Japanese telecommunications technology outfits NEC and NTT, with the backing of the influential Sumitomo trading house, are investing in and aiding the Myanmar government in building a fiber-optic telecommunications network linking three of the newly-democratized country’s major cities. The Japanese firms are taking advantage of Prime Minister Shinzo Abe’s pledge of helping in the development of the Southeast Asian country – which has recently transitioned to a democratic government from a military dictatorship – and a 1.71 billion yen (16.7 million US dollars) grant pledged by the Japanese government to Myanmar in late-December.
The project will see the Japanese telecoms outfits building a core high-speed network capable of transmitting data at 30 gigabits per second (Gbps). This core network will link the major cities of Yangon, Mandalay and Naypyitaw. The contract also includes a 10 Gbps fiber-optic network inside each of the three cities capable of voice-over-IP (VOIP) communications as well as standard data. The comprehensive communications project will also provide services such as long-term evolution (LTE) high-speed wireless communications, fixed-line phone, and Internet connections, resulting in a tremendous boost of connectivity in Myanmar’s major population centers.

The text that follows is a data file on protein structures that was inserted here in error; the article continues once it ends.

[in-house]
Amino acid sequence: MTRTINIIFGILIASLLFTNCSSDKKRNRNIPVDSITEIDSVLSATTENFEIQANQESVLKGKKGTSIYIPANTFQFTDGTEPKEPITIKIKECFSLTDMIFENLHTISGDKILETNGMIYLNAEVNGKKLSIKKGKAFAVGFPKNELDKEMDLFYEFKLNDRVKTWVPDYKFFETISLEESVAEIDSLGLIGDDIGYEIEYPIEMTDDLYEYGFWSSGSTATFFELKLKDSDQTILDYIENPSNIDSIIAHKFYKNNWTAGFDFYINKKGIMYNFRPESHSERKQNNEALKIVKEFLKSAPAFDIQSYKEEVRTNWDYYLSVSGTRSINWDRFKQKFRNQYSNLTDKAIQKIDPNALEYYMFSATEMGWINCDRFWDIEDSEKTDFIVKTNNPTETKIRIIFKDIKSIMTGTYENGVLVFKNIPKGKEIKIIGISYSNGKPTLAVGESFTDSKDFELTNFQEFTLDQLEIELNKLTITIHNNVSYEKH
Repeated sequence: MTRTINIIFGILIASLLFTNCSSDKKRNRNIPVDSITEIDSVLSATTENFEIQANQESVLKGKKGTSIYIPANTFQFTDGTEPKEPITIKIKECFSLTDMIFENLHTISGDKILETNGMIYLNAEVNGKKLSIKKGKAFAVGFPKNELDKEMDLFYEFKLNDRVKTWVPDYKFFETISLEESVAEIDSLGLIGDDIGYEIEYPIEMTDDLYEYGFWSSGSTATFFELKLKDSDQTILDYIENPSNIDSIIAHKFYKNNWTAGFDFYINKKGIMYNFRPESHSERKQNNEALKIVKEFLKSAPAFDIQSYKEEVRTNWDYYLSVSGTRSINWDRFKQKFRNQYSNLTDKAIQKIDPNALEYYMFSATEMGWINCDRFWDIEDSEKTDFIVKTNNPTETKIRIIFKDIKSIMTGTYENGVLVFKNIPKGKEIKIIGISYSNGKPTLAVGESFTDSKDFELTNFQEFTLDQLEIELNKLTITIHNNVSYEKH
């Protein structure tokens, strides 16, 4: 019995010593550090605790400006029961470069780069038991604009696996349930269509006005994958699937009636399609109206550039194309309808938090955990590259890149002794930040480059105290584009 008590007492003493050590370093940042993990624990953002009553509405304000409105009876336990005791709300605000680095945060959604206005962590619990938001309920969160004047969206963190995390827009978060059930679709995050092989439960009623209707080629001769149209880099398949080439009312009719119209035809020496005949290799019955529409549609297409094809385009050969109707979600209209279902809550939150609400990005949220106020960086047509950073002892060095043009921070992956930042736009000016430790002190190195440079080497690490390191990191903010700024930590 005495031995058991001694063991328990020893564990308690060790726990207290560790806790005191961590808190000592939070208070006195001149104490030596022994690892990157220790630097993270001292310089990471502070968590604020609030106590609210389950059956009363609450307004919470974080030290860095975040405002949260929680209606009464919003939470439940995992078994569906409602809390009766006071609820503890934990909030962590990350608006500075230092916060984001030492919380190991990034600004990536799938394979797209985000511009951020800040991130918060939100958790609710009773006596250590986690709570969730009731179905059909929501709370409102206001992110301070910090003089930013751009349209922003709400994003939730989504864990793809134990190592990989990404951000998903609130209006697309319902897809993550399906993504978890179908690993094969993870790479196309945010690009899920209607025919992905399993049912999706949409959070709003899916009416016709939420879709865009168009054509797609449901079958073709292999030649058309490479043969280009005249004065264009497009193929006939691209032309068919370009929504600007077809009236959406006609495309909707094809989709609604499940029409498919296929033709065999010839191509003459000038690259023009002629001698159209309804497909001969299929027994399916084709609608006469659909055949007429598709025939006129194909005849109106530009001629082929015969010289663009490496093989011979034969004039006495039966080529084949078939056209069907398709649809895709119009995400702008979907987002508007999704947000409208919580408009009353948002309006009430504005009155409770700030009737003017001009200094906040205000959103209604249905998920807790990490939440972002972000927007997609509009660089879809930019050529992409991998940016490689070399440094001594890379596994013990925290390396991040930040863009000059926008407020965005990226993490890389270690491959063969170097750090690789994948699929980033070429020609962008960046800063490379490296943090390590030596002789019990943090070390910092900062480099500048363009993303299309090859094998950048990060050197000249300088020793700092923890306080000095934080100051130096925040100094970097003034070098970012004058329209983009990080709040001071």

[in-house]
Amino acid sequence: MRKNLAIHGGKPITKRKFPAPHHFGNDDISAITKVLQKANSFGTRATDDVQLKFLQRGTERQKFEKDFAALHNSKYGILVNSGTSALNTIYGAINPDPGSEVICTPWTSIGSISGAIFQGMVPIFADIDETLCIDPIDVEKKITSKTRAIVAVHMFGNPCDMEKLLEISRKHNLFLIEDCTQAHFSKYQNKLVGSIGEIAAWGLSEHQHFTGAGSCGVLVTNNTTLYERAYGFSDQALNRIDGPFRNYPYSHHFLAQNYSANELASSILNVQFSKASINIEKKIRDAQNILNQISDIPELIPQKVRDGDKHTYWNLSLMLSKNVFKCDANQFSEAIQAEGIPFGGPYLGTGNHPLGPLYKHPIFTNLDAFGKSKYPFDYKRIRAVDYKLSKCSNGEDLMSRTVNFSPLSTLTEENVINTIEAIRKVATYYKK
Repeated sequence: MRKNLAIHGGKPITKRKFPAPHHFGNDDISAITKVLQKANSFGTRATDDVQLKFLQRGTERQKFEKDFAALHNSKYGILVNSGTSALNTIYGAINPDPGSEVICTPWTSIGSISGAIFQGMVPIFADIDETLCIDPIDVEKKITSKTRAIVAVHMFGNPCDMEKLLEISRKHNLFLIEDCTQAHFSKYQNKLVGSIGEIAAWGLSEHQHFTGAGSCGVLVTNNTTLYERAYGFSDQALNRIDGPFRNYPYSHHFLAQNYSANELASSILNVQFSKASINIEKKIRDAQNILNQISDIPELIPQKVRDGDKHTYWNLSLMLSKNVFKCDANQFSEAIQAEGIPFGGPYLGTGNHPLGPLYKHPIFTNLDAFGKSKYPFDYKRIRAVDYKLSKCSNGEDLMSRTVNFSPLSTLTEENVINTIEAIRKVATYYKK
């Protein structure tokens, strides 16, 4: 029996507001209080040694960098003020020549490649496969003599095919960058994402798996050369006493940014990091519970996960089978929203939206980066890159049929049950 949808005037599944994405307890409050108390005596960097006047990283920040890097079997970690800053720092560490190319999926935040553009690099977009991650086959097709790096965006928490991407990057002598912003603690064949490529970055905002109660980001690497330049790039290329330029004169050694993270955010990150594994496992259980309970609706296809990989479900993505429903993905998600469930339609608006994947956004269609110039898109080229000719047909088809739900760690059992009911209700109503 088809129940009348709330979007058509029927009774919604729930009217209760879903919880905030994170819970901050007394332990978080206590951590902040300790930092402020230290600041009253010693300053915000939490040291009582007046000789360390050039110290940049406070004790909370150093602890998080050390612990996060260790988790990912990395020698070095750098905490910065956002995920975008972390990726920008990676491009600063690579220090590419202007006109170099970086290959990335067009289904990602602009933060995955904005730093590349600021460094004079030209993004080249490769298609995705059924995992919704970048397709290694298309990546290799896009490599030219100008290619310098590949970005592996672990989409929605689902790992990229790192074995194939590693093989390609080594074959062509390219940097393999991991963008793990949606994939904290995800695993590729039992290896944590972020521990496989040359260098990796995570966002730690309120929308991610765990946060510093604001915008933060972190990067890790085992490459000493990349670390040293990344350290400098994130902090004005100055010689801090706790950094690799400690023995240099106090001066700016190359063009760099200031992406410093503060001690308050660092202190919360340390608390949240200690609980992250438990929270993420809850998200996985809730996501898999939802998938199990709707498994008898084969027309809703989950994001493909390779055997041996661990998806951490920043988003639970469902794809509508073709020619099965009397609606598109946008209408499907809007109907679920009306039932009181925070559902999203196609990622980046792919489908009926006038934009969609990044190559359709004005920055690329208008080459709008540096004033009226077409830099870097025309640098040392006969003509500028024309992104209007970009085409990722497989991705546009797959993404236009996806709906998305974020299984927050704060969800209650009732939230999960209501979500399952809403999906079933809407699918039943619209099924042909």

The Japanese trio hopes to complete all initial infrastructure and facilities construction by the end of November, and provide technology and knowledge transfer as well as operational support from December to mid-January, enabling the Myanmar government to utilize the new facilities. Myanmar is widely seen as one of the last untapped markets in Asia, especially in terms of telecommunications. Japanese Prime Minister Abe is looking to aggressively pitch Japanese technology to the fast-developing country, as part of his administration’s growth strategy. However, the country’s unclear regulatory regime and ICT infrastructure which does not support business growth might prove as difficult challenges to telcos and service providers looking to enter Myanmar’s markets.
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